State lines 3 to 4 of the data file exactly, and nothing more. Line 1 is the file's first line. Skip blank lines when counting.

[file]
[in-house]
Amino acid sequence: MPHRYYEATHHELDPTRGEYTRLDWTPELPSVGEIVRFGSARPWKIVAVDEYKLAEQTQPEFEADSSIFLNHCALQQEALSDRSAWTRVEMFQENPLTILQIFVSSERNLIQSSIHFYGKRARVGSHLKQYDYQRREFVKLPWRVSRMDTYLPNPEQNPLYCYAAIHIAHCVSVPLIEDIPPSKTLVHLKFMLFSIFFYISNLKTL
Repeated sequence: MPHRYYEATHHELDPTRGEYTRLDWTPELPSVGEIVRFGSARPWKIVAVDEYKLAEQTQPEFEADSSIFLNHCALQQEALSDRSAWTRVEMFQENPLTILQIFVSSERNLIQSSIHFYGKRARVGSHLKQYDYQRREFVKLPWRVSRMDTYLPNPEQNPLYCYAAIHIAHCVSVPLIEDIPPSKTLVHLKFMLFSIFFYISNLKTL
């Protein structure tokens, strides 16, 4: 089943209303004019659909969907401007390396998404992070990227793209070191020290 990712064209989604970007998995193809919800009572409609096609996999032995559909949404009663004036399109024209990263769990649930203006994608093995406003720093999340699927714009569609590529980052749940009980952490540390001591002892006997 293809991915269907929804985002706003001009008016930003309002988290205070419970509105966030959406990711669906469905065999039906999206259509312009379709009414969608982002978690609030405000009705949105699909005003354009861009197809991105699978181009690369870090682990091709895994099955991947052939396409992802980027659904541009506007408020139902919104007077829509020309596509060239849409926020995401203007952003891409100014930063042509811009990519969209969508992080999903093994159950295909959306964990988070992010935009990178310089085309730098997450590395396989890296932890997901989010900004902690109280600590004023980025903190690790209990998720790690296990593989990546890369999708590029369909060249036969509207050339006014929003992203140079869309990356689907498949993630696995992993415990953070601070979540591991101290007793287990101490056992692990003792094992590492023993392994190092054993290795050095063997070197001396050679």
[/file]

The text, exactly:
Repeated sequence: MPHRYYEATHHELDPTRGEYTRLDWTPELPSVGEIVRFGSARPWKIVAVDEYKLAEQTQPEFEADSSIFLNHCALQQEALSDRSAWTRVEMFQENPLTILQIFVSSERNLIQSSIHFYGKRARVGSHLKQYDYQRREFVKLPWRVSRMDTYLPNPEQNPLYCYAAIHIAHCVSVPLIEDIPPSKTLVHLKFMLFSIFFYISNLKTL
């Protein structure tokens, strides 16, 4: 089943209303004019659909969907401007390396998404992070990227793209070191020290 990712064209989604970007998995193809919800009572409609096609996999032995559909949404009663004036399109024209990263769990649930203006994608093995406003720093999340699927714009569609590529980052749940009980952490540390001591002892006997 293809991915269907929804985002706003001009008016930003309002988290205070419970509105966030959406990711669906469905065999039906999206259509312009379709009414969608982002978690609030405000009705949105699909005003354009861009197809991105699978181009690369870090682990091709895994099955991947052939396409992802980027659904541009506007408020139902919104007077829509020309596509060239849409926020995401203007952003891409100014930063042509811009990519969209969508992080999903093994159950295909959306964990988070992010935009990178310089085309730098997450590395396989890296932890997901989010900004902690109280600590004023980025903190690790209990998720790690296990593989990546890369999708590029369909060249036969509207050339006014929003992203140079869309990356689907498949993630696995992993415990953070601070979540591991101290007793287990101490056992692990003792094992590492023993392994190092054993290795050095063997070197001396050679």